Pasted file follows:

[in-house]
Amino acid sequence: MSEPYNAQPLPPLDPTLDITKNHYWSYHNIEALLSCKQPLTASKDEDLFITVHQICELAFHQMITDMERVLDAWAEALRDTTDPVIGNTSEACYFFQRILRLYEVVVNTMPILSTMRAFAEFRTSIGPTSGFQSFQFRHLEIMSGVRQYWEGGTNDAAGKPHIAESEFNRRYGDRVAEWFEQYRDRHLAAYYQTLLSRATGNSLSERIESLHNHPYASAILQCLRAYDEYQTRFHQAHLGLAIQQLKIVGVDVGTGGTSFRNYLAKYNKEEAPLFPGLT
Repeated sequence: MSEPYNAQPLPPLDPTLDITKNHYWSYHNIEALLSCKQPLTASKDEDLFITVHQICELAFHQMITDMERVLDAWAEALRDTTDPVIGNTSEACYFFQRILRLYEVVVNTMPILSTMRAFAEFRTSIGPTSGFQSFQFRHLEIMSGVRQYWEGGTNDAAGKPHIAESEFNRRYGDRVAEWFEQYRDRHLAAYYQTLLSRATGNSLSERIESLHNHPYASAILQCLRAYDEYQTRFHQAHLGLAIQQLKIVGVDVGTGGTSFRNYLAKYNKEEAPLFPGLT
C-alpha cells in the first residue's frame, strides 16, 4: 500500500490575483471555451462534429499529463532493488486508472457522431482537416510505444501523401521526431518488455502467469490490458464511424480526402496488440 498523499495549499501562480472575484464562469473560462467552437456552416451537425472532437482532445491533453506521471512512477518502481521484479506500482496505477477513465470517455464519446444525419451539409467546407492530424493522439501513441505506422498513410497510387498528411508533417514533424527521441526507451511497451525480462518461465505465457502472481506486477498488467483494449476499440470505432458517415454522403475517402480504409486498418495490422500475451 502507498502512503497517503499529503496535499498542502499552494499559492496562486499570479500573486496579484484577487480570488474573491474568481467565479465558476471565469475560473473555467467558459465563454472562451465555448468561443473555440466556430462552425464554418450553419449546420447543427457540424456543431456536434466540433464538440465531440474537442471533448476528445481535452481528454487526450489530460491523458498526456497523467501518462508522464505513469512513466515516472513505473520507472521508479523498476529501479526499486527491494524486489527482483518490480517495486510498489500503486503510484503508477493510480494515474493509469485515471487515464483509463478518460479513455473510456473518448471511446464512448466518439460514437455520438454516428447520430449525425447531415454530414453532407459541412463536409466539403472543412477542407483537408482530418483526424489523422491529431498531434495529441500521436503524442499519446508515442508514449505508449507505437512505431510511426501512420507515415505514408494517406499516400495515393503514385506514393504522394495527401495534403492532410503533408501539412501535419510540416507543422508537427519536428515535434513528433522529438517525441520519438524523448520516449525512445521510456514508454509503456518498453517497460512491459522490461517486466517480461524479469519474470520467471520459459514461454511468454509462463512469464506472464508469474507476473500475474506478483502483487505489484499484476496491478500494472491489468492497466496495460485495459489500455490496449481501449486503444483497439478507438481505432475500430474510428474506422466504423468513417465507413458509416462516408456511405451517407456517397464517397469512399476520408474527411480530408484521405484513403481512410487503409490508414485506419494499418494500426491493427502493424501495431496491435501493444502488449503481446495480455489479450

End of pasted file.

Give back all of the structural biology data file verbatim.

[in-house]
Amino acid sequence: MSEPYNAQPLPPLDPTLDITKNHYWSYHNIEALLSCKQPLTASKDEDLFITVHQICELAFHQMITDMERVLDAWAEALRDTTDPVIGNTSEACYFFQRILRLYEVVVNTMPILSTMRAFAEFRTSIGPTSGFQSFQFRHLEIMSGVRQYWEGGTNDAAGKPHIAESEFNRRYGDRVAEWFEQYRDRHLAAYYQTLLSRATGNSLSERIESLHNHPYASAILQCLRAYDEYQTRFHQAHLGLAIQQLKIVGVDVGTGGTSFRNYLAKYNKEEAPLFPGLT
Repeated sequence: MSEPYNAQPLPPLDPTLDITKNHYWSYHNIEALLSCKQPLTASKDEDLFITVHQICELAFHQMITDMERVLDAWAEALRDTTDPVIGNTSEACYFFQRILRLYEVVVNTMPILSTMRAFAEFRTSIGPTSGFQSFQFRHLEIMSGVRQYWEGGTNDAAGKPHIAESEFNRRYGDRVAEWFEQYRDRHLAAYYQTLLSRATGNSLSERIESLHNHPYASAILQCLRAYDEYQTRFHQAHLGLAIQQLKIVGVDVGTGGTSFRNYLAKYNKEEAPLFPGLT
C-alpha cells in the first residue's frame, strides 16, 4: 500500500490575483471555451462534429499529463532493488486508472457522431482537416510505444501523401521526431518488455502467469490490458464511424480526402496488440 498523499495549499501562480472575484464562469473560462467552437456552416451537425472532437482532445491533453506521471512512477518502481521484479506500482496505477477513465470517455464519446444525419451539409467546407492530424493522439501513441505506422498513410497510387498528411508533417514533424527521441526507451511497451525480462518461465505465457502472481506486477498488467483494449476499440470505432458517415454522403475517402480504409486498418495490422500475451 502507498502512503497517503499529503496535499498542502499552494499559492496562486499570479500573486496579484484577487480570488474573491474568481467565479465558476471565469475560473473555467467558459465563454472562451465555448468561443473555440466556430462552425464554418450553419449546420447543427457540424456543431456536434466540433464538440465531440474537442471533448476528445481535452481528454487526450489530460491523458498526456497523467501518462508522464505513469512513466515516472513505473520507472521508479523498476529501479526499486527491494524486489527482483518490480517495486510498489500503486503510484503508477493510480494515474493509469485515471487515464483509463478518460479513455473510456473518448471511446464512448466518439460514437455520438454516428447520430449525425447531415454530414453532407459541412463536409466539403472543412477542407483537408482530418483526424489523422491529431498531434495529441500521436503524442499519446508515442508514449505508449507505437512505431510511426501512420507515415505514408494517406499516400495515393503514385506514393504522394495527401495534403492532410503533408501539412501535419510540416507543422508537427519536428515535434513528433522529438517525441520519438524523448520516449525512445521510456514508454509503456518498453517497460512491459522490461517486466517480461524479469519474470520467471520459459514461454511468454509462463512469464506472464508469474507476473500475474506478483502483487505489484499484476496491478500494472491489468492497466496495460485495459489500455490496449481501449486503444483497439478507438481505432475500430474510428474506422466504423468513417465507413458509416462516408456511405451517407456517397464517397469512399476520408474527411480530408484521405484513403481512410487503409490508414485506419494499418494500426491493427502493424501495431496491435501493444502488449503481446495480455489479450